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Monitoring kidney function in aminoglycoside therapy

Aminoglycosides are antibiotics largely used at the hospital. Their nephrotoxicity imposes therapeutic drug monitoring as well as kidney function monitoring. Creatinine is the most widely used biochemical marker; however, new biomarkers such as neutrophil gelatinase associated lipocalin (NGAL), cystatin C (Cys C) or kidney injury molecule-1 (KIM-1) can allow the detection of acute kidney injury more quickly.

by F. Fraissinet, E. Sacchetto and Dr E. Bigot-Corbel

Aminoglycosides are bactericidal antibiotics used for the treatment of Gram-negative or endocarditis infections. The most important adverse effects of aminoglycosides are nephrotoxicity and ototoxicity. The prevalence of aminoglycoside-associated nephrotoxicity is estimated at 10 to 20 %, although it also depends on the patient’s clinical condition and exposure to nephrotoxic drugs such as cyclosporine, anti-inflammatory or iodinated drugs. In intensive care units, nephrotoxicity is most frequent (60% of patients) and associated with a high rate of mortality [1, 2]. Nephrotoxicity mainly results in nonoliguric acute kidney injury which occurs following 7 to 10 days. This toxicity may manifest as a decrease in the glomerular filtration rate with glycosuria, hypokalemia and hypocalcemia. Aminoglycosides are often administered by intravenous drip and are freely eliminated by glomerular filtration and reabsorbed by the proximal tubule. Of the injected dose, 5% is retained by epithelial cells of the proximal tubule. After endocytosis in tubular cells, these molecules accumulate in lysosomes and induce phospholipidosis, alteration of key cellular components and apoptosis. Aminoglycosides also have glomerular effects: gentamicin stimulates mesangial proliferation, produces mesangial contraction and induces neutralization of negative charges of the glomerulus [3]. Gentamicin also induces a reduction in renal blood flow with an increased renal vascular resistance. These factors contribute to decrease the glomerular filtration rate (GFR). Additional risk factors for nephrotoxicity induced by aminoglycoside have been identified as sepsis, prolonged therapy, renal or liver dysfunction, hypokalemia or hypomagnesemia. Nephrotoxicity is less frequent when aminoglycosides are administered once daily compared with 12 h [4].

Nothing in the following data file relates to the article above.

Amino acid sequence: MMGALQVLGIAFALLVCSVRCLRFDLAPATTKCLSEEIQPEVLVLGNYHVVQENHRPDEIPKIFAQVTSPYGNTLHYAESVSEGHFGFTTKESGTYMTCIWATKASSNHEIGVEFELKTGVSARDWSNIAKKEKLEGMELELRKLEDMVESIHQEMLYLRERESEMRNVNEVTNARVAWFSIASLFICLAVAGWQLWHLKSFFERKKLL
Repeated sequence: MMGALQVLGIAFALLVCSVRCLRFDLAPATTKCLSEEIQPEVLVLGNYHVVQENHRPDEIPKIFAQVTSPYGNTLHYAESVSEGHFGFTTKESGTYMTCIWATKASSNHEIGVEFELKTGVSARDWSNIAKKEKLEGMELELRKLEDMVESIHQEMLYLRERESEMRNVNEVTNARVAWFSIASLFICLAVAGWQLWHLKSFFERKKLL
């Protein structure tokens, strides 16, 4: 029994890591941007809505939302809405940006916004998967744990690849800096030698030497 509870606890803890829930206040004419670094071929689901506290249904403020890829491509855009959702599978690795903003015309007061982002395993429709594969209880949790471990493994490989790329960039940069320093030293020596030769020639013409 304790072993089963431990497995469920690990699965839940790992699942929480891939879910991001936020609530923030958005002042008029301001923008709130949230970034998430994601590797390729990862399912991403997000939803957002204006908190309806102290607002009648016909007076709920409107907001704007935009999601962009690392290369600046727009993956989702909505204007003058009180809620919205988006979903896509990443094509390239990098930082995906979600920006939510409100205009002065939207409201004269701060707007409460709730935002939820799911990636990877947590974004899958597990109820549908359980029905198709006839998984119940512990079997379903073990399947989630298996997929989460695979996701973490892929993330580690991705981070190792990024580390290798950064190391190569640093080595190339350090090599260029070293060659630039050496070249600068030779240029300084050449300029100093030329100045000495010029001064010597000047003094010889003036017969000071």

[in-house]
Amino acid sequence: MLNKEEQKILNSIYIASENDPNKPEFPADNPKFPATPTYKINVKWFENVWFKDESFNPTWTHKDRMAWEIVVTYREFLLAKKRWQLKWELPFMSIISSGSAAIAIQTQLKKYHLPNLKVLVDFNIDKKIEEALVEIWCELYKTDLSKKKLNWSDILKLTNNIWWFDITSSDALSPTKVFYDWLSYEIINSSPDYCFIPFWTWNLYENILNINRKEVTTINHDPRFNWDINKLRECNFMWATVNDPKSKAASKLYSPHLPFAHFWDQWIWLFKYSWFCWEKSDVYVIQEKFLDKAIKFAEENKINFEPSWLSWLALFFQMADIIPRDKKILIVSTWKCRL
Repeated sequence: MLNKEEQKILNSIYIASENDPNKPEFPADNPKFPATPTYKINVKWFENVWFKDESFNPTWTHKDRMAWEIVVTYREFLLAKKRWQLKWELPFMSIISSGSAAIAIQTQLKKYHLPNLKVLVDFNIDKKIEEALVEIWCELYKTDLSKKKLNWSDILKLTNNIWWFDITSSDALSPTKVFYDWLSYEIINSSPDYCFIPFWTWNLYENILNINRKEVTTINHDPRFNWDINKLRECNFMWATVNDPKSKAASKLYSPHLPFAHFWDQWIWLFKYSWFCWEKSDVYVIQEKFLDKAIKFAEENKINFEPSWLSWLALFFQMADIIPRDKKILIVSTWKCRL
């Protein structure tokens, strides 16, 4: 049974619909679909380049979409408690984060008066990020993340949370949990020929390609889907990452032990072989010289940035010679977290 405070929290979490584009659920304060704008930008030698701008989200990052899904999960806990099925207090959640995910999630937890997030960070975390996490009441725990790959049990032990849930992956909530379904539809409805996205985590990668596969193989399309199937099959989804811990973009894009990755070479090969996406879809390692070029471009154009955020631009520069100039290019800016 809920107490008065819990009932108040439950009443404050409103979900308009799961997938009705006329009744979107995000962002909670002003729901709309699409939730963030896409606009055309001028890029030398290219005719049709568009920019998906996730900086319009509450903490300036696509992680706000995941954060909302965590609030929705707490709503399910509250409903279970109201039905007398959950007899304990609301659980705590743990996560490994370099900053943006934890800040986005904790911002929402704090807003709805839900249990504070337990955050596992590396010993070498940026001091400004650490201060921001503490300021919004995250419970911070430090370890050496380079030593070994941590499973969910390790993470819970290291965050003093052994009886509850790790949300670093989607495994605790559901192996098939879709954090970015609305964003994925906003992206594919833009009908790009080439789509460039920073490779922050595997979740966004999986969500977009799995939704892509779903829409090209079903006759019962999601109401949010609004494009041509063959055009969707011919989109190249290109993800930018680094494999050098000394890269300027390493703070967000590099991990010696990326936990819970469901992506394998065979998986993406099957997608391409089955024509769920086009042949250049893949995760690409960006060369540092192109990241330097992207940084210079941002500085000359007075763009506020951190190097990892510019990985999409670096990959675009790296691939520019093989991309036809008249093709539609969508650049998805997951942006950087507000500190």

Methods of detection of acute kidney injury induced by aminoglycoside therapy

Classic markers: creatinine and creatinine clearance

Creatinine is the most widely used marker in the diagnosis of the acute renal insufficiency. For defining AKI, the Risk Injury Failure Loss End stage kidney disease (RIFLE) classification is based on increase of serum creatinine concentration and decrease of glomerular filtration rate. The introduction of the RIFLE classification has increased the conceptual understanding of AKI syndrome, and this classification has been successfully tested in a number of clinical studies [5].
In spite of an easily accessible dosage, creatinine as a marker of AKI has some drawbacks. Creatinine is filtered by the glomerulus and is not bound to plasma proteins. In standard physiological conditions, the daily rate of creatinine production is constant; however, the rate of creatinine production is affected by conditions of muscular pathology or muscular loss (as occurs in intensive care and cirrhosis). In these patients, AKI does not result in an increase of serum creatinine levels. Other factors, such as age, sex, ethnic group and diet, also influence serum concentrations of creatinine. Creatinine is not the ideal marker to estimate GFR, because it is secreted by renal tubule, which artefacutally increases glomerular filtration rate. At low serum creating concentrations, creatinine is lacks sensitivity to estimate GFR. Large changes in GFR may be associated with relatively small changes in serum creatinine (See Figure 2 in Delanaye et al. [6]). The rise of the creatinine is late (occurring after 3–5 days) and is not specific for nephrotoxicity induced by aminoglycosides, and an increase of creatinine in AKI is a function of the initial concentration of creatinine [7].